9781459814905_p0_v3_s192x300Title: Stepping Stones: A Refugee Family’s Journey

Written By: Margriet Ruurs

Artwork By: Nizar Ali Badr

Translated into Arabic By:  Falah Raheem

Publisher/date: Orca Books Publishers/2016

Suitable for Ages: 4-8 (and older)

Themes/Topics: Refugees, Syria, stone artwork

Opening:

“Rama, wake up!”

the rooster crowed

every morning when we still lived at home.

From my warm bed

I listened as Mama prepared breakfast—

bread, yogurt, juicy red tomatoes

from our garden.

Brief Synopsis: Inspired by the stone artwork of Nizar Ali Badr, Stepping Stones is a fictional story of Rama and her family who leave Syria during the current war, to seek safety and security in Europe.

Links to Resources:

  • Learn about the history, culture, and geography of Syria (information is all pre-war);
  • Create art from natural objects like stones and sticks. For ideas, see Orca Books’ Gallery;
  • Orca Books Publishers provides a list of organizations that are aiding refugees. Join their efforts to make a difference.

Why I Like this Book:

War and families undertaking dangerous journeys to find freedom, security and peace are difficult topics for young children and even adults. Ruurs’ sensitive text focuses on the beauty of everyday aspects of Rama’s life before the war and gently recounts the mounting problems that cause the family to leave – loss of freedom to “sing our songs, to dance our dances, to pray the prayers of our choice”, lack of food, “the birds stopped singing” and others began to leave, first “a trickle, then a stream.” Ruur doesn’t conceal that leaving is difficult and mentions explicitly that Rama is frightened and cries; but she also reminds readers that Rama and her brother “still had Mama’s hugs”. Papa tells Rama that they’re “walking toward a bright new future.” Ruur ends this story with words and images of hope, freedom, welcome, smiles and sharing. Stepping Stones is published in English and Arabic.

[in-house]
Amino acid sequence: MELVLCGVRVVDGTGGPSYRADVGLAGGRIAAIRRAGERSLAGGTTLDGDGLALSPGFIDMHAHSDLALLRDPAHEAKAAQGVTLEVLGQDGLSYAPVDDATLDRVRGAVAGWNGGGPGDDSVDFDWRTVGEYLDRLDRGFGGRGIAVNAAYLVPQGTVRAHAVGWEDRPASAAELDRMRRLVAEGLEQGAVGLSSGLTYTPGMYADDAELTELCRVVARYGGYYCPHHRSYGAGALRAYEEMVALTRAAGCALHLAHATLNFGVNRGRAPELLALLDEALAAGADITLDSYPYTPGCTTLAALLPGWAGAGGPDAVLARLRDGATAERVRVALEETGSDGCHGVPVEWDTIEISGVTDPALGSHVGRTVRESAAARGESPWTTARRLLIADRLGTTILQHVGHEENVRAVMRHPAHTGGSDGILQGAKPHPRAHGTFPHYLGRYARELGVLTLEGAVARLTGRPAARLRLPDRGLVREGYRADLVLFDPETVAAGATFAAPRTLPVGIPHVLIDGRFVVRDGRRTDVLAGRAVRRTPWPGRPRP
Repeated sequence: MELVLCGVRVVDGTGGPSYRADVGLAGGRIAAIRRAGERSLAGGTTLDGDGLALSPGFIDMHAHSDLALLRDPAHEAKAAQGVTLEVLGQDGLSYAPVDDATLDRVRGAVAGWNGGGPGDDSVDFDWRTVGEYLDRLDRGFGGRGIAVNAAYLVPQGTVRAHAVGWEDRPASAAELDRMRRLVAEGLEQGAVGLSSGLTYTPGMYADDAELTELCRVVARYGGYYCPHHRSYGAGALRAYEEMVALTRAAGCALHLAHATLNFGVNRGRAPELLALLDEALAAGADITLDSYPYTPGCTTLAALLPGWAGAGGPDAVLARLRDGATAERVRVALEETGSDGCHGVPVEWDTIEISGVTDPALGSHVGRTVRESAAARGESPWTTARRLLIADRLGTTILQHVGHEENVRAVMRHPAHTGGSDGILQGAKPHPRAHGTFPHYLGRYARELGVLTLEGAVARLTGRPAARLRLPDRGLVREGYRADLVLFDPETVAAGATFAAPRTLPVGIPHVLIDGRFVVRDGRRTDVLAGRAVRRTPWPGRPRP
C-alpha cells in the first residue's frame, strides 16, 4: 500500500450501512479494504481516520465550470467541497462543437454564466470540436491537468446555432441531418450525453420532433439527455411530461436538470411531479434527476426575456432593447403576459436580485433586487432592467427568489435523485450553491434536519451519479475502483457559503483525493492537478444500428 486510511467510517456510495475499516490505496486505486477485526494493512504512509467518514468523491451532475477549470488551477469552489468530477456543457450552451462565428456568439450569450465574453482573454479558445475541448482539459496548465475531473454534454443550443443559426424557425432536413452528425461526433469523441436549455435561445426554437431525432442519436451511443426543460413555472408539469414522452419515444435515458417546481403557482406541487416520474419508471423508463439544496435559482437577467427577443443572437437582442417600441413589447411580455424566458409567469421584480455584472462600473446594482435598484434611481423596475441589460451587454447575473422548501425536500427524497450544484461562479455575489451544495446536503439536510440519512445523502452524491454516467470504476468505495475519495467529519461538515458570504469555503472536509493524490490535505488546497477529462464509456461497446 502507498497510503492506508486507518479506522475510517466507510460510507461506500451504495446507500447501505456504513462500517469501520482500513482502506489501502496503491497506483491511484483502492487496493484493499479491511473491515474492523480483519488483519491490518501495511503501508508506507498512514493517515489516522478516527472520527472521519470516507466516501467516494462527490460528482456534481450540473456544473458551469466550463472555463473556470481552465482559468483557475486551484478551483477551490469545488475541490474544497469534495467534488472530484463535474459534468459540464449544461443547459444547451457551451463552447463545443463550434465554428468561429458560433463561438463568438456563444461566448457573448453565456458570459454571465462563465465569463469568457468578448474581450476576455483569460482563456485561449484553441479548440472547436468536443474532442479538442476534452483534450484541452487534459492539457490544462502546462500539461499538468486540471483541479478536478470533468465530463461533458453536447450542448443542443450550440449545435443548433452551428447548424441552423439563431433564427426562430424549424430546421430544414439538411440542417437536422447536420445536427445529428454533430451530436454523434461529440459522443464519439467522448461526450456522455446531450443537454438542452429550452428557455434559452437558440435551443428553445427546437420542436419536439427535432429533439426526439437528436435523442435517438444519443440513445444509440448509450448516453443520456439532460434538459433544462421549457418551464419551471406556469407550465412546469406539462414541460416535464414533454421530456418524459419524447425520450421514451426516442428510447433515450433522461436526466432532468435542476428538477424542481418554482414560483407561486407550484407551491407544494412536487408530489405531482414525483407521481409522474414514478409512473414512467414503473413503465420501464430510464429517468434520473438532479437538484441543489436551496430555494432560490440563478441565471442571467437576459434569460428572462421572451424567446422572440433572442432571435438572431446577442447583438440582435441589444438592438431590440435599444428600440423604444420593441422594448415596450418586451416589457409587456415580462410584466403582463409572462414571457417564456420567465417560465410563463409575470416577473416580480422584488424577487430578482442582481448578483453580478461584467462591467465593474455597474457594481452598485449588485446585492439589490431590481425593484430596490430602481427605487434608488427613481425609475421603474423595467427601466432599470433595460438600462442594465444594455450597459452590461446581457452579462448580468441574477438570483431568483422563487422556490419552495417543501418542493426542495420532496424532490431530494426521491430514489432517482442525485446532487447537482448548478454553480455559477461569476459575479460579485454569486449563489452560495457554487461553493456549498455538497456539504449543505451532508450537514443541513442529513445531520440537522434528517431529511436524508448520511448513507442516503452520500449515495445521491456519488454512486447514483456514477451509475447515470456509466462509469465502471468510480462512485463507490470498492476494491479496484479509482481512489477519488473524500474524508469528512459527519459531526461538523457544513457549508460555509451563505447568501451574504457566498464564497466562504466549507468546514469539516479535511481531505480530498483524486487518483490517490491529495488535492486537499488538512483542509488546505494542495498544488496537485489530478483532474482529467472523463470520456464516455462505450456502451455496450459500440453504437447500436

Syrian artist Nizer Ali Badr’s stone artwork, as Ruur recounts in a Foreword, displays “strong emotion,” helping readers connect with Rama’s story, and the stories of the refugee children she represents.

A Note about Craft:

Writers and illustrators understand that inspiration can be found anywhere. In Ruurs’ case, as she recounts in the Foreword, the inspiration for Stepping Stones was a Facebook post featuring an image created in stone by Nizar Ali Badr. Thankfully, Ruurs persisted in learning more about Badr and his artwork, eventually reached him in his village in Syria, and contacted Orca Book Publishers about writing this story. The result is a book that reflects not just the experiences of Syrian refugees, but one that is a beautiful and timeless reminder of resilience in the face of war as love and caring prevail. In addition to sharing this story, both Ruur and Orca Book Publishers have donated proceeds from publication to help refugees. I think this is a wonderful example for writers everywhere of the power of the written word.